Ph.D. in teaching and learning, New York University
B.A. in history, University of Wisconsin
Reich’s area of special interest is the developing field of historical consciousness, which includes historical thinking and understanding. This sub-field of history and history/social studies education focuses on the ways in which young people come to understand history and to apply historical frameworks to orient themselves in the world. Within this larger sub-field, Dr. Reich’s current research focuses on the collective memories of the Civil War and Emancipation, and how those memories are affected by cultural tools, such as state history standards, examinations, public monuments, family stories and the practice of teaching.
Received PROSE Award in 2015 for work on “American School Reform: What Works, What Fails, and Why”
Received VCU School of Education’s Outstanding Faculty Mentor award
Served as the 2013 Visiting Scholar at the Centre for the Study of Historical Conciousness in Vancouver, Canada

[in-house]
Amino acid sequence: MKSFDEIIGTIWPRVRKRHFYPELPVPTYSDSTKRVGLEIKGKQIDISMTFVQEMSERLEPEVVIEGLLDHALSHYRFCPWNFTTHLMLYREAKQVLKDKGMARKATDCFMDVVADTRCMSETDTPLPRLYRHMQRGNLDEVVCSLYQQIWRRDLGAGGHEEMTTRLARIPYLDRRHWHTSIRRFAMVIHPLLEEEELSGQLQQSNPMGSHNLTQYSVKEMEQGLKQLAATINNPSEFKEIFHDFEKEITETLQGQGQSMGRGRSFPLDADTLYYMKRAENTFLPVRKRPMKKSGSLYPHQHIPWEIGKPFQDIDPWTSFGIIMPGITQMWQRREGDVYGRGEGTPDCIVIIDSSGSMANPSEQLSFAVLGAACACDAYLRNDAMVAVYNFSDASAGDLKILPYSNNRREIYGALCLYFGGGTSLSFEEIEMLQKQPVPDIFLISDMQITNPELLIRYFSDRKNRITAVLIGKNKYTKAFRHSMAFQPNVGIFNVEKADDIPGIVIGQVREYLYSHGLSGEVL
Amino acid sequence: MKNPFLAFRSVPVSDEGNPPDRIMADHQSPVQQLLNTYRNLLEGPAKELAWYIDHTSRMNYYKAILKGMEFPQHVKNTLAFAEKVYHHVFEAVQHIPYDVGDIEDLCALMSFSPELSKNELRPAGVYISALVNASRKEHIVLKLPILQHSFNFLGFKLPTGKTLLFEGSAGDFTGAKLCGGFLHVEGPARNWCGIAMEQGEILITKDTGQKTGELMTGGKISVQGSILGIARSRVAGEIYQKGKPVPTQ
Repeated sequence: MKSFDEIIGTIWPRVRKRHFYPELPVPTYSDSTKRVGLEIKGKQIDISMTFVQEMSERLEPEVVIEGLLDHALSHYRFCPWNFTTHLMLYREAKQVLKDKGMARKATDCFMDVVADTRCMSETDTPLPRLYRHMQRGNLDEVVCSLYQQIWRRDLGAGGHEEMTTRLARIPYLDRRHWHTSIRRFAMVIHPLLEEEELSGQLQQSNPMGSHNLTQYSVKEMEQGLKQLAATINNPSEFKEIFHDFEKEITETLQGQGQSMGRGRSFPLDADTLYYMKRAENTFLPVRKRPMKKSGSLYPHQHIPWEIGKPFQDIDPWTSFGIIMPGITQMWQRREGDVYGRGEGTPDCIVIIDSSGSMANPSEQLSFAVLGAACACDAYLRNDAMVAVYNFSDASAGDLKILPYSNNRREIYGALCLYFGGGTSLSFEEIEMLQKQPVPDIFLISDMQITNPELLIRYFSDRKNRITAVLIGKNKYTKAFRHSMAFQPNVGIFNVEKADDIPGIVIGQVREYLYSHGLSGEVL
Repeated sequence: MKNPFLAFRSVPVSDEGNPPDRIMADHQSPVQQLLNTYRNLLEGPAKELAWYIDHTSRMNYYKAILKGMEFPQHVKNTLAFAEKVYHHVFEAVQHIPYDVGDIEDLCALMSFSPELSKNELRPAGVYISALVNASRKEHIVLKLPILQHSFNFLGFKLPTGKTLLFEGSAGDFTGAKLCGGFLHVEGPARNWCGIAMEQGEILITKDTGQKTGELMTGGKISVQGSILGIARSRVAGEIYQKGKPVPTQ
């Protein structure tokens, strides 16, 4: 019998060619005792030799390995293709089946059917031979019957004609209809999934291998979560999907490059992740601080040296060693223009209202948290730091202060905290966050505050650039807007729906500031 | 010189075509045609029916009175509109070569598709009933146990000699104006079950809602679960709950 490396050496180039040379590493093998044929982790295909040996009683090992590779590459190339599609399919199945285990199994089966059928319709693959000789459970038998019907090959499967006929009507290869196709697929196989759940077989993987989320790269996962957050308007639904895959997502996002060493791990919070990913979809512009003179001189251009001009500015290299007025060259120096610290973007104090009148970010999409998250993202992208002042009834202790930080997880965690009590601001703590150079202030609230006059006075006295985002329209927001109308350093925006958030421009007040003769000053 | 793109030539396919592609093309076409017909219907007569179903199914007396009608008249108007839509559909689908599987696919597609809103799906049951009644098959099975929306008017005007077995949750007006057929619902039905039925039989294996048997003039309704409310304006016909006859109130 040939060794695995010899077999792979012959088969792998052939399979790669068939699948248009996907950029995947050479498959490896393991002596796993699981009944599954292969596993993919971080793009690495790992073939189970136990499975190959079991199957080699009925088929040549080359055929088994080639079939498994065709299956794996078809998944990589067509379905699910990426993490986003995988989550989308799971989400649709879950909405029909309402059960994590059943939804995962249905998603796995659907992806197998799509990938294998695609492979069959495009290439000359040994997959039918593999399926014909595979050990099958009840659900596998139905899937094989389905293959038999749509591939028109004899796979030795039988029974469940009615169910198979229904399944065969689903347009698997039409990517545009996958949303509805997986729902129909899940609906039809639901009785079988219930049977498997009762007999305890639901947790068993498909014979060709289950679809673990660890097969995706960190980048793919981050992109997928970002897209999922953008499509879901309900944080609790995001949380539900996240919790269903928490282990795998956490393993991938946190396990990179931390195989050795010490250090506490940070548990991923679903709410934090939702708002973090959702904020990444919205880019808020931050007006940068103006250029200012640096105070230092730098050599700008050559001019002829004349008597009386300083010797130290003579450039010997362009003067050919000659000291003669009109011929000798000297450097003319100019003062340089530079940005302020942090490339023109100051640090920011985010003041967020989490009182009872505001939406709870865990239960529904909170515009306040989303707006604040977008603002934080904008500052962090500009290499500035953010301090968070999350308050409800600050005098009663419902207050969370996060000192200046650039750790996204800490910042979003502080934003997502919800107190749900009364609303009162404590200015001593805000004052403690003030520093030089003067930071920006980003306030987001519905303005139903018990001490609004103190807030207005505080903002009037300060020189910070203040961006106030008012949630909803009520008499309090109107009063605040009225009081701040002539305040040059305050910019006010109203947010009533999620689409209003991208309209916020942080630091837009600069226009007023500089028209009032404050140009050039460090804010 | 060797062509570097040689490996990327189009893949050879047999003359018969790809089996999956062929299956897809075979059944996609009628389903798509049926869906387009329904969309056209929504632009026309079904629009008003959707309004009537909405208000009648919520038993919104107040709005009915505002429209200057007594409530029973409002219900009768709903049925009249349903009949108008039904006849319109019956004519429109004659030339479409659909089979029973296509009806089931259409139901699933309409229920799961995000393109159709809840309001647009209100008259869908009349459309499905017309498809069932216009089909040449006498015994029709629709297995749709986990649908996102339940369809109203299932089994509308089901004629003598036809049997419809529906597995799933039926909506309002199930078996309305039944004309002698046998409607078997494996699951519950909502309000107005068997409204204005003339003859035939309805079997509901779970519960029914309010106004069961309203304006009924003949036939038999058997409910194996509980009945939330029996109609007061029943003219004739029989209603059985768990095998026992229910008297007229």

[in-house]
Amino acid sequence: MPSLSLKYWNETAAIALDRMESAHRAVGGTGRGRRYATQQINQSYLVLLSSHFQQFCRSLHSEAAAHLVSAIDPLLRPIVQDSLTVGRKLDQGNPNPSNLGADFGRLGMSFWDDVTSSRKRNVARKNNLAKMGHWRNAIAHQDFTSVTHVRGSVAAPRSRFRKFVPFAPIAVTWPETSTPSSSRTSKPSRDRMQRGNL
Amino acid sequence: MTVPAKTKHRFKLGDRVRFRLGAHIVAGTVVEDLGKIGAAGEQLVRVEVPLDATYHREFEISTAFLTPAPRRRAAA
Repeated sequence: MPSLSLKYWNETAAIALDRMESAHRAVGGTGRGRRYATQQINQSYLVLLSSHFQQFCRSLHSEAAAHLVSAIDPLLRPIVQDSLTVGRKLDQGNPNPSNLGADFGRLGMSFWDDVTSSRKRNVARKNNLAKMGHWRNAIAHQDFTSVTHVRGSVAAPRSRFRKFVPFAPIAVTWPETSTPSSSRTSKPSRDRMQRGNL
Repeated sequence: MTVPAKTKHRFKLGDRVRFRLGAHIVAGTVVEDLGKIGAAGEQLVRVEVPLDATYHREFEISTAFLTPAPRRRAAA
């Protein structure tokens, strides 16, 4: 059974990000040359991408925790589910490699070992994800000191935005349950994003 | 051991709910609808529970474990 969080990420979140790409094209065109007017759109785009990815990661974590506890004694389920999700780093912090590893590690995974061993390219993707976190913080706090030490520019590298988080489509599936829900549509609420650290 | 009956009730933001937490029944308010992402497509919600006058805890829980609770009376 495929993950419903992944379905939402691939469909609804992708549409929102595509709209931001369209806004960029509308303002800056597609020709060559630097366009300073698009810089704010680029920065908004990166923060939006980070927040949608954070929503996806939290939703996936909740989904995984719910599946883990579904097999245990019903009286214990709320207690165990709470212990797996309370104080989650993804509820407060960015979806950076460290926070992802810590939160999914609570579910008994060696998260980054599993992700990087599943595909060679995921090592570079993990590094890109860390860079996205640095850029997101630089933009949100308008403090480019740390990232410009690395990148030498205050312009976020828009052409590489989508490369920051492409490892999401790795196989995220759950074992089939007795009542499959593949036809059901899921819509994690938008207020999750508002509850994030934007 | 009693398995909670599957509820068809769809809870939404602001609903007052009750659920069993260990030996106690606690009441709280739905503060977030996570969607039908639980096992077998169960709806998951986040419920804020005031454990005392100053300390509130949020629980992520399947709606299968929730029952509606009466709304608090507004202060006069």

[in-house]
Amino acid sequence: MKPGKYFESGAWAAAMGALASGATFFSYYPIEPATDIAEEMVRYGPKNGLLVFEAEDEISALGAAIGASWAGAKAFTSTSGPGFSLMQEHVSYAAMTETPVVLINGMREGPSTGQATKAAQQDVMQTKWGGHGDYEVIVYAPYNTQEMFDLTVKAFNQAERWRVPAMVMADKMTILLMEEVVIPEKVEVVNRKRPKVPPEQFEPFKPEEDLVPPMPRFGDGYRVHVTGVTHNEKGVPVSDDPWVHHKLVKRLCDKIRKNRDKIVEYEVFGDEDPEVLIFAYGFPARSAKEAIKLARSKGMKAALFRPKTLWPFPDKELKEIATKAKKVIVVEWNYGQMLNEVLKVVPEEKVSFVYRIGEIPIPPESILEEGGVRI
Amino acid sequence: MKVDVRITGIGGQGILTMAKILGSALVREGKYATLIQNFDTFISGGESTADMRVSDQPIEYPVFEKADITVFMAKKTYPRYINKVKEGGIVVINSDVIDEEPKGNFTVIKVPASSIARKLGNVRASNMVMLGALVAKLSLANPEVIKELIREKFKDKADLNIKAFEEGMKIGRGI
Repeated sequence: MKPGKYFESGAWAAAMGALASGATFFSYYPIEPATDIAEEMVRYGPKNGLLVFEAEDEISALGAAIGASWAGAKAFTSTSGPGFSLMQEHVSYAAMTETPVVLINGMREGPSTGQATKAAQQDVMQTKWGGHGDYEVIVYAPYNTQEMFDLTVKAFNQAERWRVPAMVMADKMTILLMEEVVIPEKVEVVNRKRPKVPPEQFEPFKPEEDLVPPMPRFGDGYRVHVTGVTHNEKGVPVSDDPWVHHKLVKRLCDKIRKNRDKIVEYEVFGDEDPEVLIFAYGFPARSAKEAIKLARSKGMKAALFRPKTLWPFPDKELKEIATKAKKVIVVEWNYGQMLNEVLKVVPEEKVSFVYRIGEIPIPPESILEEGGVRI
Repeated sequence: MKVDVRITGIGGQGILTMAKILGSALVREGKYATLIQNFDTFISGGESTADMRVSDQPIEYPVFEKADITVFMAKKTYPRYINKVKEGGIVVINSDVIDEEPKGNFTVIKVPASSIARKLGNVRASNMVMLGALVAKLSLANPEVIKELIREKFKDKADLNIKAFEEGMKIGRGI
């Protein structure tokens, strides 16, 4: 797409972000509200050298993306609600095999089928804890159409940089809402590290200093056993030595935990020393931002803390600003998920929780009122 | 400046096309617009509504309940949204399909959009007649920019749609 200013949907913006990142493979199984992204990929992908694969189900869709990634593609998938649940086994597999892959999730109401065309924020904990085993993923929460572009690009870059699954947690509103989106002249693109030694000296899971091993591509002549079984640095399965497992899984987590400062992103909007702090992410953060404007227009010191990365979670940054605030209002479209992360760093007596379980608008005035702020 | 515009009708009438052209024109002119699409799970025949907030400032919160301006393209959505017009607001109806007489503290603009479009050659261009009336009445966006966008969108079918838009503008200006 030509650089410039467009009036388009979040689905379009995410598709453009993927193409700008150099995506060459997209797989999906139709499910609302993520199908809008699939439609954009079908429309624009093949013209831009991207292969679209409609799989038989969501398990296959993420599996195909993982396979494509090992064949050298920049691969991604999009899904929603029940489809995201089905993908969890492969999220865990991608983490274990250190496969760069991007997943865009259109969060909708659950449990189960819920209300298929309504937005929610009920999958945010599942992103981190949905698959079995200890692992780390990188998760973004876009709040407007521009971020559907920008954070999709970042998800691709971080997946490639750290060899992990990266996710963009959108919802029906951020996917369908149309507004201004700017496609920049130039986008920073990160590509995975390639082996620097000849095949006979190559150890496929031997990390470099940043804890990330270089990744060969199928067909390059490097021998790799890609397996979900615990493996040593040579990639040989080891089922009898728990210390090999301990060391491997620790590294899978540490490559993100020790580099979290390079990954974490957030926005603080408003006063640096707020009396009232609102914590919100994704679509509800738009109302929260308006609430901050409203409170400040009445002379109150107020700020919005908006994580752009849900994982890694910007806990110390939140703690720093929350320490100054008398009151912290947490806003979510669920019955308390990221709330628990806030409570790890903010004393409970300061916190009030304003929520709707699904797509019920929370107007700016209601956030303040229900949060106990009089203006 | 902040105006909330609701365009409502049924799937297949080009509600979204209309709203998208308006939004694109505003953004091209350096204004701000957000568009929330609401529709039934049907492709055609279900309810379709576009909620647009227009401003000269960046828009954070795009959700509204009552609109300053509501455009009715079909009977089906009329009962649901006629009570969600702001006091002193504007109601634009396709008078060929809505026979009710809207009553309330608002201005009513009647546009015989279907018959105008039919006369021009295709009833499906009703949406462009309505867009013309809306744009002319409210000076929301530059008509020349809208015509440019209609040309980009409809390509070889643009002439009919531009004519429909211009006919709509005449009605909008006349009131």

Contributed to the “With Good Reason” public radio show, offering insight into the common myth of the African-American Confederate soldier during the Civil War and how the treatment of slavery and emancipation in school curricula help reinforce this myth
Beginning work on a capacity building project in assessment and assessment design professional development with Chesterfield County middle school teachers
Reich, G. A. (2009). Testing historical knowledge: Standards, multiple-choice questions and student reasoning. Theory and Research in Social Education, 37(3), 325-360.
An associate professor of history/social studies education, Dr. Gabriel A. Reich comes to VCU from New York University, where he earned a doctoral degree in teaching and learning. A product of New York City public schools, Reich worked primarily in the Bronx as a day-to-day substitute, a high school humanities and history teacher, and a literacy coach. He has also taught English as a second language in Israel and Brazil.
Reich developed an interest in the assessment of historical knowledge and understanding as a 10th-grade history teacher facing the pressures of high-stakes standardized assessment in high-needs schools. He has published book chapters and journal articles on a range of subjects including history assessment, collective memory and teacher empowerment in the Journal of Curriculum Studies, Theory and Research in Social Education, the Journal of Social Studies Education, the Journal of Thought, Curriculum and Pedagogy, the Social Studies and others.